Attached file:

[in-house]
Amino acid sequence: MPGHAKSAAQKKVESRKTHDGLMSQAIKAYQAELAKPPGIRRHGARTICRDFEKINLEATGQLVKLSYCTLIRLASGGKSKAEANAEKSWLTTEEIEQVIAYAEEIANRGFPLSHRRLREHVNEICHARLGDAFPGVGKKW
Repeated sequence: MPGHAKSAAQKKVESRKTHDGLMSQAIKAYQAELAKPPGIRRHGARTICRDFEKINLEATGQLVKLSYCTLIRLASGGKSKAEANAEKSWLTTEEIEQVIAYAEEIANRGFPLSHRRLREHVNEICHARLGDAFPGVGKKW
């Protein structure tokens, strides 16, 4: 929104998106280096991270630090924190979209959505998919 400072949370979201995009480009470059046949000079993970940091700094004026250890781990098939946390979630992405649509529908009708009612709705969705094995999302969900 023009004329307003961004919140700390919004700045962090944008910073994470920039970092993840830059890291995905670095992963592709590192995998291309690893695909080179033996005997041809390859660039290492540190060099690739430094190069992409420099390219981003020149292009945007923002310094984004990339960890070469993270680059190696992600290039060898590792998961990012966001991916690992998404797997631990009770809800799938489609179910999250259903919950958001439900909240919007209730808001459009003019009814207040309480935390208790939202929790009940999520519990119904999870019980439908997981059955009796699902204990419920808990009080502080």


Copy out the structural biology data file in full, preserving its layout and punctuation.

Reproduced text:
[in-house]
Amino acid sequence: MPGHAKSAAQKKVESRKTHDGLMSQAIKAYQAELAKPPGIRRHGARTICRDFEKINLEATGQLVKLSYCTLIRLASGGKSKAEANAEKSWLTTEEIEQVIAYAEEIANRGFPLSHRRLREHVNEICHARLGDAFPGVGKKW
Repeated sequence: MPGHAKSAAQKKVESRKTHDGLMSQAIKAYQAELAKPPGIRRHGARTICRDFEKINLEATGQLVKLSYCTLIRLASGGKSKAEANAEKSWLTTEEIEQVIAYAEEIANRGFPLSHRRLREHVNEICHARLGDAFPGVGKKW
């Protein structure tokens, strides 16, 4: 929104998106280096991270630090924190979209959505998919 400072949370979201995009480009470059046949000079993970940091700094004026250890781990098939946390979630992405649509529908009708009612709705969705094995999302969900 023009004329307003961004919140700390919004700045962090944008910073994470920039970092993840830059890291995905670095992963592709590192995998291309690893695909080179033996005997041809390859660039290492540190060099690739430094190069992409420099390219981003020149292009945007923002310094984004990339960890070469993270680059190696992600290039060898590792998961990012966001991916690992998404797997631990009770809800799938489609179910999250259903919950958001439900909240919007209730808001459009003019009814207040309480935390208790939202929790009940999520519990119904999870019980439908997981059955009796699902204990419920808990009080502080």